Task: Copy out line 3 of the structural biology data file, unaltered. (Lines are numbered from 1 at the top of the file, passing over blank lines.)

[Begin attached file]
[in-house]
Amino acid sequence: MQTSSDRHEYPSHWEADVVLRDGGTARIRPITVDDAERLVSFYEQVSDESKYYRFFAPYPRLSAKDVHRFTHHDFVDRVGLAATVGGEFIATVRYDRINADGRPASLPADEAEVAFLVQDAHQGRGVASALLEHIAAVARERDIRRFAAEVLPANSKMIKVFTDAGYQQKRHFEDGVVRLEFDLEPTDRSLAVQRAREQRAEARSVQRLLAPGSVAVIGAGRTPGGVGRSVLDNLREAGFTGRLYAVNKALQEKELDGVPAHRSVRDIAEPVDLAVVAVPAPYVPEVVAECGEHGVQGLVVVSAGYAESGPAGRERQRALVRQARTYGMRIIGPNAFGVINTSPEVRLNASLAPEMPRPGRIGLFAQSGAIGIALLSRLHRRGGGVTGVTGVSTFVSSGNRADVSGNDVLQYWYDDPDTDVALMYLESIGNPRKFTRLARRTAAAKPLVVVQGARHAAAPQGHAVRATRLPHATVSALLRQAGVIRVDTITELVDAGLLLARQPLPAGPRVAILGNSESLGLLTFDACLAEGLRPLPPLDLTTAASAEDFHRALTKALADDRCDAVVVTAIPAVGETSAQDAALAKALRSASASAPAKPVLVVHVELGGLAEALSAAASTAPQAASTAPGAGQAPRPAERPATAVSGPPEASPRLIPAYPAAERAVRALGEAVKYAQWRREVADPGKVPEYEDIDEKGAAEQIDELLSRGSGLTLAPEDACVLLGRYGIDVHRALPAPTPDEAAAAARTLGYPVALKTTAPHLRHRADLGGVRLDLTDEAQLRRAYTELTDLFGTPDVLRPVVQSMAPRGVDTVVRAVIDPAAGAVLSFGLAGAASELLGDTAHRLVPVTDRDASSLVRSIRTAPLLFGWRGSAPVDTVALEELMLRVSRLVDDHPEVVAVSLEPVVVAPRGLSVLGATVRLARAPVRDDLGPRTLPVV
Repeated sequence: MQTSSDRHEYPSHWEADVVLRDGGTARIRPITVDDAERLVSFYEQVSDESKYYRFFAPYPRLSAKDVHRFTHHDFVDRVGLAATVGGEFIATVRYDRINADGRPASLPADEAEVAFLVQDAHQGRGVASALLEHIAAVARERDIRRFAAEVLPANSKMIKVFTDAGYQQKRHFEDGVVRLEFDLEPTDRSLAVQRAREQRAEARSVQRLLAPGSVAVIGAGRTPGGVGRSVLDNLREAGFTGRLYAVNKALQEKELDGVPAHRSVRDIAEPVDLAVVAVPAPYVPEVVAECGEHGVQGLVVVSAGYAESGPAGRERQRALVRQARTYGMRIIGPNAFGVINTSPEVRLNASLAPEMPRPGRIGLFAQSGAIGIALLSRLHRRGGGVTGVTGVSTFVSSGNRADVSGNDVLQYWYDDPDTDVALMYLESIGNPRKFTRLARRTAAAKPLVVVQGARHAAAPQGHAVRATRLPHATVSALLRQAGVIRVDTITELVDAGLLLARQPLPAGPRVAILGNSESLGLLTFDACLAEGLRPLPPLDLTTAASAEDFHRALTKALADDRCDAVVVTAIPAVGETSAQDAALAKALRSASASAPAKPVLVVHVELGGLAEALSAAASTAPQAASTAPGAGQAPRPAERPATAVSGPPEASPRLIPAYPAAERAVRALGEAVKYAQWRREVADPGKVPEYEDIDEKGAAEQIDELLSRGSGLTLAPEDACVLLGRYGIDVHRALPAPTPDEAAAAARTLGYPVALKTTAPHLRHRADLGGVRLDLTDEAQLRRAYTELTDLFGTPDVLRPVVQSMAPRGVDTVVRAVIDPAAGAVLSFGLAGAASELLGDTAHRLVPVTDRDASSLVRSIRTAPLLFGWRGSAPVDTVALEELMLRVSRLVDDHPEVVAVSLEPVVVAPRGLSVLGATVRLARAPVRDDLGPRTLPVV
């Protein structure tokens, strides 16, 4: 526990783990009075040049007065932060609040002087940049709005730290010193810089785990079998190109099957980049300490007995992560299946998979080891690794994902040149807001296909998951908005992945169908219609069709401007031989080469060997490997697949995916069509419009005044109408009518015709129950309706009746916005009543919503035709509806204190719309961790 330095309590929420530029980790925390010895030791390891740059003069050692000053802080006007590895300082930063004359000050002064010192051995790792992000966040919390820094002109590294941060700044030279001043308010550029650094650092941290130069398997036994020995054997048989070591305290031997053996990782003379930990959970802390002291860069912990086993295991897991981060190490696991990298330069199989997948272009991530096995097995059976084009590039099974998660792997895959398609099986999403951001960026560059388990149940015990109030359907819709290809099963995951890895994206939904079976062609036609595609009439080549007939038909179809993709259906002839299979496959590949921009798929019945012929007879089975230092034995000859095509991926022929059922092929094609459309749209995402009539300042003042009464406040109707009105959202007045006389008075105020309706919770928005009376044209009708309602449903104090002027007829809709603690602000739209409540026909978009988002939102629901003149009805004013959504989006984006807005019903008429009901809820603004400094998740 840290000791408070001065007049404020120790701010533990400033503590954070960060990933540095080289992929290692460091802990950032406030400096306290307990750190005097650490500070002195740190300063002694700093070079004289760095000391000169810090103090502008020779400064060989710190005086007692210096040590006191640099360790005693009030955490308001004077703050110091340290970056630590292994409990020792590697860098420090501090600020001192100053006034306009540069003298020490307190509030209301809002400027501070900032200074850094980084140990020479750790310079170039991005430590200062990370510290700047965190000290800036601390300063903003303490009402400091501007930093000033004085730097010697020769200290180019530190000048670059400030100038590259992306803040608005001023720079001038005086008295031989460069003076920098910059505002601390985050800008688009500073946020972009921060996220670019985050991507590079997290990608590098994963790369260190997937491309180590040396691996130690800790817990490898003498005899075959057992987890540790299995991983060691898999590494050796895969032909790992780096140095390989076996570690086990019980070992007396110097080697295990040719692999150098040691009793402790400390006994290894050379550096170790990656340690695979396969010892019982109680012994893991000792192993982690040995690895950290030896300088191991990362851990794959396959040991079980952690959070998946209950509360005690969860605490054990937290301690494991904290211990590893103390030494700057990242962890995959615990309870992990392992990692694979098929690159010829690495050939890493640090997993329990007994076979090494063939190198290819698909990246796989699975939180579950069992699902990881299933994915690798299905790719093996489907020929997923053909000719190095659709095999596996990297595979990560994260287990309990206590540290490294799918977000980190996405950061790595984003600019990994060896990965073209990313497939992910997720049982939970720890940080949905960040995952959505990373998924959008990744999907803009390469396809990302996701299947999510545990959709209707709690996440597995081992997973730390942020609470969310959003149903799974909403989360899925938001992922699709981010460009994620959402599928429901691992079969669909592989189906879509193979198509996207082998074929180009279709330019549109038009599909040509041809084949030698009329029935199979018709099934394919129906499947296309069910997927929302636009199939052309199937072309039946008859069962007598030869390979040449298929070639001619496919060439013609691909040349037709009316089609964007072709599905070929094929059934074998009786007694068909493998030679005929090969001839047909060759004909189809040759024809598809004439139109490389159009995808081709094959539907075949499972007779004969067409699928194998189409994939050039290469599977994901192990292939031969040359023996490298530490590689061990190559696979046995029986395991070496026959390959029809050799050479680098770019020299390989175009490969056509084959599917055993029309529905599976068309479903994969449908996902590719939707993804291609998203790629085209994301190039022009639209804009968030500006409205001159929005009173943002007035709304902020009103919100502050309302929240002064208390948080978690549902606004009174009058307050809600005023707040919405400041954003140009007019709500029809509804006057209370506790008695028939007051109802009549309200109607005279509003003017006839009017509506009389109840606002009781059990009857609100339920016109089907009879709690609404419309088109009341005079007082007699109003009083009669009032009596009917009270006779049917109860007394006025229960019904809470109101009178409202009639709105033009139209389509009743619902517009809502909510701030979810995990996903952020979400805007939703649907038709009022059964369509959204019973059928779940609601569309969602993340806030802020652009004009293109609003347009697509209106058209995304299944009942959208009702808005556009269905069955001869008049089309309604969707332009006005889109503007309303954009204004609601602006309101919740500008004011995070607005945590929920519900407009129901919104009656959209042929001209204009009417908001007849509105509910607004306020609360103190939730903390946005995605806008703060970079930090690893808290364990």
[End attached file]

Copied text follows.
Repeated sequence: MQTSSDRHEYPSHWEADVVLRDGGTARIRPITVDDAERLVSFYEQVSDESKYYRFFAPYPRLSAKDVHRFTHHDFVDRVGLAATVGGEFIATVRYDRINADGRPASLPADEAEVAFLVQDAHQGRGVASALLEHIAAVARERDIRRFAAEVLPANSKMIKVFTDAGYQQKRHFEDGVVRLEFDLEPTDRSLAVQRAREQRAEARSVQRLLAPGSVAVIGAGRTPGGVGRSVLDNLREAGFTGRLYAVNKALQEKELDGVPAHRSVRDIAEPVDLAVVAVPAPYVPEVVAECGEHGVQGLVVVSAGYAESGPAGRERQRALVRQARTYGMRIIGPNAFGVINTSPEVRLNASLAPEMPRPGRIGLFAQSGAIGIALLSRLHRRGGGVTGVTGVSTFVSSGNRADVSGNDVLQYWYDDPDTDVALMYLESIGNPRKFTRLARRTAAAKPLVVVQGARHAAAPQGHAVRATRLPHATVSALLRQAGVIRVDTITELVDAGLLLARQPLPAGPRVAILGNSESLGLLTFDACLAEGLRPLPPLDLTTAASAEDFHRALTKALADDRCDAVVVTAIPAVGETSAQDAALAKALRSASASAPAKPVLVVHVELGGLAEALSAAASTAPQAASTAPGAGQAPRPAERPATAVSGPPEASPRLIPAYPAAERAVRALGEAVKYAQWRREVADPGKVPEYEDIDEKGAAEQIDELLSRGSGLTLAPEDACVLLGRYGIDVHRALPAPTPDEAAAAARTLGYPVALKTTAPHLRHRADLGGVRLDLTDEAQLRRAYTELTDLFGTPDVLRPVVQSMAPRGVDTVVRAVIDPAAGAVLSFGLAGAASELLGDTAHRLVPVTDRDASSLVRSIRTAPLLFGWRGSAPVDTVALEELMLRVSRLVDDHPEVVAVSLEPVVVAPRGLSVLGATVRLARAPVRDDLGPRTLPVV